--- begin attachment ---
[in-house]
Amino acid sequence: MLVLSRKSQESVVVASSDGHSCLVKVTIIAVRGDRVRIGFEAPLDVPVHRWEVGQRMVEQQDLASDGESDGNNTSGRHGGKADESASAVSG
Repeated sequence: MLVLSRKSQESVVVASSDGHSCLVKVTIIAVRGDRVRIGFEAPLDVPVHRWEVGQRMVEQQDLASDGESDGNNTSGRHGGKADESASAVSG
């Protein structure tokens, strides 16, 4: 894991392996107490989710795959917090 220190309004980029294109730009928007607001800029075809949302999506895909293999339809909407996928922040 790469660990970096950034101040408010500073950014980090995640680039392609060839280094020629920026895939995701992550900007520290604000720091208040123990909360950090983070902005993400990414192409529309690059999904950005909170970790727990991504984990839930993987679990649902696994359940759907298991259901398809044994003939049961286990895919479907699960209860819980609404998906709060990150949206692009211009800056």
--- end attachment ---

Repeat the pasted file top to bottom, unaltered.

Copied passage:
[in-house]
Amino acid sequence: MLVLSRKSQESVVVASSDGHSCLVKVTIIAVRGDRVRIGFEAPLDVPVHRWEVGQRMVEQQDLASDGESDGNNTSGRHGGKADESASAVSG
Repeated sequence: MLVLSRKSQESVVVASSDGHSCLVKVTIIAVRGDRVRIGFEAPLDVPVHRWEVGQRMVEQQDLASDGESDGNNTSGRHGGKADESASAVSG
């Protein structure tokens, strides 16, 4: 894991392996107490989710795959917090 220190309004980029294109730009928007607001800029075809949302999506895909293999339809909407996928922040 790469660990970096950034101040408010500073950014980090995640680039392609060839280094020629920026895939995701992550900007520290604000720091208040123990909360950090983070902005993400990414192409529309690059999904950005909170970790727990991504984990839930993987679990649902696994359940759907298991259901398809044994003939049961286990895919479907699960209860819980609404998906709060990150949206692009211009800056």